Analysis-Solo-minded ECB may find itself singing from Fed’s hymn sheet after all

By Thomson Reuters Apr 11, 2024 | 1:48 PM

By Francesco Canepa and Balazs Koranyi

FRANKFURT (Reuters) – The European Central Bank may protest it is not “Fed-dependent” but it will likely find itself singing from a hymn sheet largely written by the U.S. Federal Reserve whether it wants to or not.

The ECB is sticking to plans to reduce interest rates from record highs, likely at its next meeting in June, in light of a continued fall in inflation in the 20 countries that share the euro.

This is in contrast to U.S. price growth, which has beaten analyst expectations for three months straight, and is now expected to keep the Fed from lowering its own borrowing costs until September.

ECB President Christine Lagarde insisted her institution was “data-dependent, not Fed-dependent” on Thursday. But analysts and policymakers said high U.S. inflation and interest rates were bound to have an impact on the ECB’s plans via financial markets and trade.

“While we continue to believe that the ECB will be the first central bank to start cutting rates this year, the path beyond that will remain dictated by Fed action,” Max Stainton, a senior global macro strategist at Fidelity International, said.

In a sign of how closely interrelated central banks are at present, Sweden’s Riksbank said on Thursday the main threat to a May interest rate cut would come from the postponement of the Fed’s and the ECB’s own easing cycles.

Sources told Reuters after Thursday’s meeting that ECB policymakers still expected to cut interest rates in June but some thought the case for pausing at their following meeting was becoming stronger given U.S. inflation.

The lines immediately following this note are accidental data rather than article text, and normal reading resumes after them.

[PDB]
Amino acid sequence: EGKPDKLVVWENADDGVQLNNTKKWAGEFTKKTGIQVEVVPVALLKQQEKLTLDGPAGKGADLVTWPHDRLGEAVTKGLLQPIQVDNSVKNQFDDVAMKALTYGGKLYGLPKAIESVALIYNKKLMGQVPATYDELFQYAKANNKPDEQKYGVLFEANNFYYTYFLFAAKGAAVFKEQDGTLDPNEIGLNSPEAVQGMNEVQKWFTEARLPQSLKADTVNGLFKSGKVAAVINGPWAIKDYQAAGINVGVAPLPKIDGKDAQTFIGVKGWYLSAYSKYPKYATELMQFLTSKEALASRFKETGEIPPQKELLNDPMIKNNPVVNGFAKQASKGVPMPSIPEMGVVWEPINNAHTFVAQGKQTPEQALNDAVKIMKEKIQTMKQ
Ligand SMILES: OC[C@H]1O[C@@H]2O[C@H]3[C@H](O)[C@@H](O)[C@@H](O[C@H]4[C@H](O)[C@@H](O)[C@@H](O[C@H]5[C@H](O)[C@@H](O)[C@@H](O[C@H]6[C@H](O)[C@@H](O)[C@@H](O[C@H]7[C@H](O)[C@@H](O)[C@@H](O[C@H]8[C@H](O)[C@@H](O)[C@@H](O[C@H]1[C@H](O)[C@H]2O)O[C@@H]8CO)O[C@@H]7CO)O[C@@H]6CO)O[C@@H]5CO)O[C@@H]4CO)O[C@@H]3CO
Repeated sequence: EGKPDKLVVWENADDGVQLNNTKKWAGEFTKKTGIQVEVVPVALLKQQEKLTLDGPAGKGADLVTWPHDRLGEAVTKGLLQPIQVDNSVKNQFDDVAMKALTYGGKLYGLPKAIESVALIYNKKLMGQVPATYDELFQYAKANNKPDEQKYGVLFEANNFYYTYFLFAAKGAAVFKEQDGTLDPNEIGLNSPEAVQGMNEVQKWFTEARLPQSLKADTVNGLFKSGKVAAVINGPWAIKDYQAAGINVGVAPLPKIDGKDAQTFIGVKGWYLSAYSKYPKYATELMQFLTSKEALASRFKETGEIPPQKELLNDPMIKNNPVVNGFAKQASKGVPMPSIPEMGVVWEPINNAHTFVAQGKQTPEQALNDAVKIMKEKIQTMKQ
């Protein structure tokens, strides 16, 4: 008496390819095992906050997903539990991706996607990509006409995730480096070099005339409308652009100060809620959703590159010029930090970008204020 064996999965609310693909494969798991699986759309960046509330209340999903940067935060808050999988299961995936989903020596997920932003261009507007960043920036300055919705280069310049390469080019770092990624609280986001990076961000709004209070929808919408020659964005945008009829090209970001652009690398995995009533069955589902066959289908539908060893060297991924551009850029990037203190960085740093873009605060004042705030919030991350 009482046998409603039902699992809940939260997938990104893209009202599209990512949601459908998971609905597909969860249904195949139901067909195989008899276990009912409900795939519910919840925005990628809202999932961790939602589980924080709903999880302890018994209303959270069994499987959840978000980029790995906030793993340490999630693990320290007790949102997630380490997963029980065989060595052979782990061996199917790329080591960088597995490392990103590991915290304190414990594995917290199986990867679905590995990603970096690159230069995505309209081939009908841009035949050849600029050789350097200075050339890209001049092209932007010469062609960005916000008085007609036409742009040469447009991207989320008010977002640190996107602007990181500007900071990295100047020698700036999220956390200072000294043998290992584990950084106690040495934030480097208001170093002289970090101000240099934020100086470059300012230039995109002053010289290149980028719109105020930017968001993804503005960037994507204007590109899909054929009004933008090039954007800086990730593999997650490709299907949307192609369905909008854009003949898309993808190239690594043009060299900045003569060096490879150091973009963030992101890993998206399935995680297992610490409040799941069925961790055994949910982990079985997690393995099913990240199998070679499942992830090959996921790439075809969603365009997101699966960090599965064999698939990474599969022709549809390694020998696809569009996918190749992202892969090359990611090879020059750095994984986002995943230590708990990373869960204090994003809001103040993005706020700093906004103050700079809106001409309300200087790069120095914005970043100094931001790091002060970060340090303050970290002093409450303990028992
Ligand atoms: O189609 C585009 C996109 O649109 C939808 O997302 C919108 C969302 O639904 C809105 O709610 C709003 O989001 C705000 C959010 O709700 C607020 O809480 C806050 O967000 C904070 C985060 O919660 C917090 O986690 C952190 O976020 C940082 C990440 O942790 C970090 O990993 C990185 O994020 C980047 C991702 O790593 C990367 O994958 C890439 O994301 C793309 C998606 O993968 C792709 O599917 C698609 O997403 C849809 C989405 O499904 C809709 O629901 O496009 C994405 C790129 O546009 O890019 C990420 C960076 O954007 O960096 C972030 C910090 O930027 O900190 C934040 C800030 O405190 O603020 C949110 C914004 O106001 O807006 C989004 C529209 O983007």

They argue the euro zone’s central bank could skip a mid-summer rate reduction until it was comfortable with the path for U.S. borrowing costs.


This is because lower interest rates in the euro zone than in the United States were bound to depress the euro’s exchange rate, mechanically increasing the price of some goods priced in U.S. dollars, such as crude oil.

This has already started to happen, with the euro down 1.3% against the U.S. dollar since the U.S. inflation reading on Wednesday to the lowest level since February. [FRX/]

“We continue to think that the ECB will likely end up cutting rates ahead of the Fed, although the number of cuts will be restrained somewhat by the currency effect via a vis dollar,” Andrew Lake, head of fixed income at Mirabaud Asset Management, said.

Money markets price in three interest rate cuts by the ECB by December versus four only a few weeks ago.

In addition, U.S. inflation has led that of the euro zone by a few months in this last cycle with surprising precision.

While the reason for the price increases might have been different – with demand in the United States playing a much stronger role than in the euro zone, where higher fuel costs were the key driver – some still see scope for contagion given the regions’ close financial and trade ties.

“The ECB is independent of the Fed,” Mohit Kumar, chief European economist at Jefferies, said. “But the Fed is also data dependent and if U.S. data continues to be strong, it may have an impact on European data as well.”

Some analysts cautioned the impact might be more mixed.

The euro zone’s own bond yields were likely to rise in tandem with their U.S. counterparts, tightening financial conditions and perhaps even requiring the ECB to cut its own interest rates even more.

“It is not clear that the net effect would be a loosening of financial conditions that reduces the ECB’s appetite for rate cuts,” Marco Valli, global head of research at UniCredit, said.

(Editing by Alison Williams)